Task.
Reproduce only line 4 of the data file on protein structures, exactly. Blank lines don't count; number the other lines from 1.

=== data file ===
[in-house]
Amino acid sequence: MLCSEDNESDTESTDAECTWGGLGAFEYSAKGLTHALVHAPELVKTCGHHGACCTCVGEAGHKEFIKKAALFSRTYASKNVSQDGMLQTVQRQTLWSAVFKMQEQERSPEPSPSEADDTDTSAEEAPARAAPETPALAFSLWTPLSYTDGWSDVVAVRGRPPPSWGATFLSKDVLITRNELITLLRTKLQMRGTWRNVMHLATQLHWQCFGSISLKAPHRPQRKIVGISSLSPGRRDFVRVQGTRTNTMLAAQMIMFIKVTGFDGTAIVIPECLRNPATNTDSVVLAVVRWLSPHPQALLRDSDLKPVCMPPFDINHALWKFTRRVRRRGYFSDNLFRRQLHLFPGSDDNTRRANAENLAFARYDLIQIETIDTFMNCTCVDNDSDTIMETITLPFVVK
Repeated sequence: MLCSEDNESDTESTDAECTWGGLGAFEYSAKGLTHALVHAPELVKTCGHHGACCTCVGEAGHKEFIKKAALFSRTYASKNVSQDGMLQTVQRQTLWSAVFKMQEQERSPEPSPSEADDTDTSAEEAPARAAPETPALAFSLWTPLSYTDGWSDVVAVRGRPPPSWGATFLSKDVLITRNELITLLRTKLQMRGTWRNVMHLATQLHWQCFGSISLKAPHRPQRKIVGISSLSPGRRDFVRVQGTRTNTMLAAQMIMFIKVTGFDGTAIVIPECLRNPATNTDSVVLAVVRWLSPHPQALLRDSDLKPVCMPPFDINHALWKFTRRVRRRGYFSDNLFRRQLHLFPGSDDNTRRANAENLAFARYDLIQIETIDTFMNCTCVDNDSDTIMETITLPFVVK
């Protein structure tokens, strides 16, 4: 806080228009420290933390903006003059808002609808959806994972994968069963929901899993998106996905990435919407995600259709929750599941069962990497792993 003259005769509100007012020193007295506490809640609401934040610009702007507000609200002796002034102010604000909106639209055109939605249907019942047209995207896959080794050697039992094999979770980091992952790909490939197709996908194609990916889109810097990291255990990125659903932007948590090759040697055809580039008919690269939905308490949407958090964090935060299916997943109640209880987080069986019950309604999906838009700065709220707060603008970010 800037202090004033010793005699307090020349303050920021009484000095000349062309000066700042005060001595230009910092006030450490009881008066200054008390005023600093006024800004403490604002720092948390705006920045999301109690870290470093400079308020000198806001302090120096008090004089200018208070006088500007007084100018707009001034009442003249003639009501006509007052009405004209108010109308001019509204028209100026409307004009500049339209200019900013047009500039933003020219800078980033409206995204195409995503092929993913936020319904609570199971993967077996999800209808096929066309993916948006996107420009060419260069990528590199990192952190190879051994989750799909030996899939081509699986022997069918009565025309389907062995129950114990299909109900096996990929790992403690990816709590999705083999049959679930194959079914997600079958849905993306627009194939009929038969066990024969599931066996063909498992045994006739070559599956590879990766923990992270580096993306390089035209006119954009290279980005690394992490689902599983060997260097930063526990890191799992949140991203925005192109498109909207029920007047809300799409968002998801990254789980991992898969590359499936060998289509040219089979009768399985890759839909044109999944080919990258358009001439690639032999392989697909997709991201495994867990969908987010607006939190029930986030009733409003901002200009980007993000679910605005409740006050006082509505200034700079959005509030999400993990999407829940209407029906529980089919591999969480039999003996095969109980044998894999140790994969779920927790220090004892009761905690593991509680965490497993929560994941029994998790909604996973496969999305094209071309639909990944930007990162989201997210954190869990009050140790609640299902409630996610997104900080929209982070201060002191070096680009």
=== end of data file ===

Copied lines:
């Protein structure tokens, strides 16, 4: 806080228009420290933390903006003059808002609808959806994972994968069963929901899993998106996905990435919407995600259709929750599941069962990497792993 003259005769509100007012020193007295506490809640609401934040610009702007507000609200002796002034102010604000909106639209055109939605249907019942047209995207896959080794050697039992094999979770980091992952790909490939197709996908194609990916889109810097990291255990990125659903932007948590090759040697055809580039008919690269939905308490949407958090964090935060299916997943109640209880987080069986019950309604999906838009700065709220707060603008970010 800037202090004033010793005699307090020349303050920021009484000095000349062309000066700042005060001595230009910092006030450490009881008066200054008390005023600093006024800004403490604002720092948390705006920045999301109690870290470093400079308020000198806001302090120096008090004089200018208070006088500007007084100018707009001034009442003249003639009501006509007052009405004209108010109308001019509204028209100026409307004009500049339209200019900013047009500039933003020219800078980033409206995204195409995503092929993913936020319904609570199971993967077996999800209808096929066309993916948006996107420009060419260069990528590199990192952190190879051994989750799909030996899939081509699986022997069918009565025309389907062995129950114990299909109900096996990929790992403690990816709590999705083999049959679930194959079914997600079958849905993306627009194939009929038969066990024969599931066996063909498992045994006739070559599956590879990766923990992270580096993306390089035209006119954009290279980005690394992490689902599983060997260097930063526990890191799992949140991203925005192109498109909207029920007047809300799409968002998801990254789980991992898969590359499936060998289509040219089979009768399985890759839909044109999944080919990258358009001439690639032999392989697909997709991201495994867990969908987010607006939190029930986030009733409003901002200009980007993000679910605005409740006050006082509505200034700079959005509030999400993990999407829940209407029906529980089919591999969480039999003996095969109980044998894999140790994969779920927790220090004892009761905690593991509680965490497993929560994941029994998790909604996973496969999305094209071309639909990944930007990162989201997210954190869990009050140790609640299902409630996610997104900080929209982070201060002191070096680009």